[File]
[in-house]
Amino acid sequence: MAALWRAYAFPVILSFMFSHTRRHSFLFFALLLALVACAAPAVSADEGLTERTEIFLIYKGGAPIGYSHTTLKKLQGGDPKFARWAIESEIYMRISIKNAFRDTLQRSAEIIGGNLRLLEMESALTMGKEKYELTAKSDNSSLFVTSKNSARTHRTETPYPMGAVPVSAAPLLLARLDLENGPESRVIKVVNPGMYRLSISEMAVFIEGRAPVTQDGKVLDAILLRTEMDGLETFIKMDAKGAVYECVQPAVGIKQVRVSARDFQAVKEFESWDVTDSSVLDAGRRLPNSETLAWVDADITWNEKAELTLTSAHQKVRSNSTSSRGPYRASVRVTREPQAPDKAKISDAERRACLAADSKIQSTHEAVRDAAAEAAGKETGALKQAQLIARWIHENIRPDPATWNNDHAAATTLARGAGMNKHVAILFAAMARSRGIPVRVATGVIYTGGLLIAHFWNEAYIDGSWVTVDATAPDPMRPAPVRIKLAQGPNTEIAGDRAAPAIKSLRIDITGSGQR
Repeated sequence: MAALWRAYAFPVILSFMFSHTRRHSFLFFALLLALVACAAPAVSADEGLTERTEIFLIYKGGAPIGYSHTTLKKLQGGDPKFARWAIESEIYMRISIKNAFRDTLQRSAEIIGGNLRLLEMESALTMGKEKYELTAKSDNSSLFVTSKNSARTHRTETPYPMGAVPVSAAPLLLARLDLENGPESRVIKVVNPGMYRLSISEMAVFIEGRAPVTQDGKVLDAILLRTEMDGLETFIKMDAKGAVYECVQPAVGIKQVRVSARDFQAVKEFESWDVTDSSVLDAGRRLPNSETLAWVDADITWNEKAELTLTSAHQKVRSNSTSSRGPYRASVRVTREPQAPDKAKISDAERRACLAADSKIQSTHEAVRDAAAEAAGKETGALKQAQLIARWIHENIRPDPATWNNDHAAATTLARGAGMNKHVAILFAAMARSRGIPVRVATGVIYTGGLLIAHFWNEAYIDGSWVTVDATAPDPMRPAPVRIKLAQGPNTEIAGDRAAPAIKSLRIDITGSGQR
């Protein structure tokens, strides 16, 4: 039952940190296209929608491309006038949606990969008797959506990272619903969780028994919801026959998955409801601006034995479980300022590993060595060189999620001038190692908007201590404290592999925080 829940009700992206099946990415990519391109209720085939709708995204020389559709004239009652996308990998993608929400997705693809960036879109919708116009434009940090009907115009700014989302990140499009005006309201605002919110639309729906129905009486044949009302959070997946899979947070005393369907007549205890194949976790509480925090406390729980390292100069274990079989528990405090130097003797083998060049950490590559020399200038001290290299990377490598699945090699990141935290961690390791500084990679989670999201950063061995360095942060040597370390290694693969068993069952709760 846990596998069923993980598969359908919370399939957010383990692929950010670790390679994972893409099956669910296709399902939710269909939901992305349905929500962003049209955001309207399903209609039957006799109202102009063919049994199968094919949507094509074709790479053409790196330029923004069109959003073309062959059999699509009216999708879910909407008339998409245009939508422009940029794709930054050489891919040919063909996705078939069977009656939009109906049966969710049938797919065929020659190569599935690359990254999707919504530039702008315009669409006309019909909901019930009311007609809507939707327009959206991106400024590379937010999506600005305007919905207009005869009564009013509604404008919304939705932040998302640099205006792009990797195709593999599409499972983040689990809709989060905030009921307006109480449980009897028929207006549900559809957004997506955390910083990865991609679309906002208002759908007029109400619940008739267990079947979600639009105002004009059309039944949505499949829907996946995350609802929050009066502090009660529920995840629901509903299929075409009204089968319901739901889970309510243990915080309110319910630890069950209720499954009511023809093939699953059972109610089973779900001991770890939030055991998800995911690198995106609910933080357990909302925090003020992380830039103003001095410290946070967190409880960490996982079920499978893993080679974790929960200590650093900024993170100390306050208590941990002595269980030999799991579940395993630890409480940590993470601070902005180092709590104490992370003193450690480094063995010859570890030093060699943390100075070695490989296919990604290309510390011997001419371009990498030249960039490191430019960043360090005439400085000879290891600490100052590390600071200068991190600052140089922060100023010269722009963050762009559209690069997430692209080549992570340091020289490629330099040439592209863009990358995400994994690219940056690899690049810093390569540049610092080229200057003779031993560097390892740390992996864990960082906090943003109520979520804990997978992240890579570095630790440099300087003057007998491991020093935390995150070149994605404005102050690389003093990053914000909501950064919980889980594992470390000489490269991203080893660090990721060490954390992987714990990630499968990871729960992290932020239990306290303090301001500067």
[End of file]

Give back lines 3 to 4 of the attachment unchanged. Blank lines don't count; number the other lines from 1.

Repeated sequence: MAALWRAYAFPVILSFMFSHTRRHSFLFFALLLALVACAAPAVSADEGLTERTEIFLIYKGGAPIGYSHTTLKKLQGGDPKFARWAIESEIYMRISIKNAFRDTLQRSAEIIGGNLRLLEMESALTMGKEKYELTAKSDNSSLFVTSKNSARTHRTETPYPMGAVPVSAAPLLLARLDLENGPESRVIKVVNPGMYRLSISEMAVFIEGRAPVTQDGKVLDAILLRTEMDGLETFIKMDAKGAVYECVQPAVGIKQVRVSARDFQAVKEFESWDVTDSSVLDAGRRLPNSETLAWVDADITWNEKAELTLTSAHQKVRSNSTSSRGPYRASVRVTREPQAPDKAKISDAERRACLAADSKIQSTHEAVRDAAAEAAGKETGALKQAQLIARWIHENIRPDPATWNNDHAAATTLARGAGMNKHVAILFAAMARSRGIPVRVATGVIYTGGLLIAHFWNEAYIDGSWVTVDATAPDPMRPAPVRIKLAQGPNTEIAGDRAAPAIKSLRIDITGSGQR
């Protein structure tokens, strides 16, 4: 039952940190296209929608491309006038949606990969008797959506990272619903969780028994919801026959998955409801601006034995479980300022590993060595060189999620001038190692908007201590404290592999925080 829940009700992206099946990415990519391109209720085939709708995204020389559709004239009652996308990998993608929400997705693809960036879109919708116009434009940090009907115009700014989302990140499009005006309201605002919110639309729906129905009486044949009302959070997946899979947070005393369907007549205890194949976790509480925090406390729980390292100069274990079989528990405090130097003797083998060049950490590559020399200038001290290299990377490598699945090699990141935290961690390791500084990679989670999201950063061995360095942060040597370390290694693969068993069952709760 846990596998069923993980598969359908919370399939957010383990692929950010670790390679994972893409099956669910296709399902939710269909939901992305349905929500962003049209955001309207399903209609039957006799109202102009063919049994199968094919949507094509074709790479053409790196330029923004069109959003073309062959059999699509009216999708879910909407008339998409245009939508422009940029794709930054050489891919040919063909996705078939069977009656939009109906049966969710049938797919065929020659190569599935690359990254999707919504530039702008315009669409006309019909909901019930009311007609809507939707327009959206991106400024590379937010999506600005305007919905207009005869009564009013509604404008919304939705932040998302640099205006792009990797195709593999599409499972983040689990809709989060905030009921307006109480449980009897028929207006549900559809957004997506955390910083990865991609679309906002208002759908007029109400619940008739267990079947979600639009105002004009059309039944949505499949829907996946995350609802929050009066502090009660529920995840629901509903299929075409009204089968319901739901889970309510243990915080309110319910630890069950209720499954009511023809093939699953059972109610089973779900001991770890939030055991998800995911690198995106609910933080357990909302925090003020992380830039103003001095410290946070967190409880960490996982079920499978893993080679974790929960200590650093900024993170100390306050208590941990002595269980030999799991579940395993630890409480940590993470601070902005180092709590104490992370003193450690480094063995010859570890030093060699943390100075070695490989296919990604290309510390011997001419371009990498030249960039490191430019960043360090005439400085000879290891600490100052590390600071200068991190600052140089922060100023010269722009963050762009559209690069997430692209080549992570340091020289490629330099040439592209863009990358995400994994690219940056690899690049810093390569540049610092080229200057003779031993560097390892740390992996864990960082906090943003109520979520804990997978992240890579570095630790440099300087003057007998491991020093935390995150070149994605404005102050690389003093990053914000909501950064919980889980594992470390000489490269991203080893660090990721060490954390992987714990990630499968990871729960992290932020239990306290303090301001500067």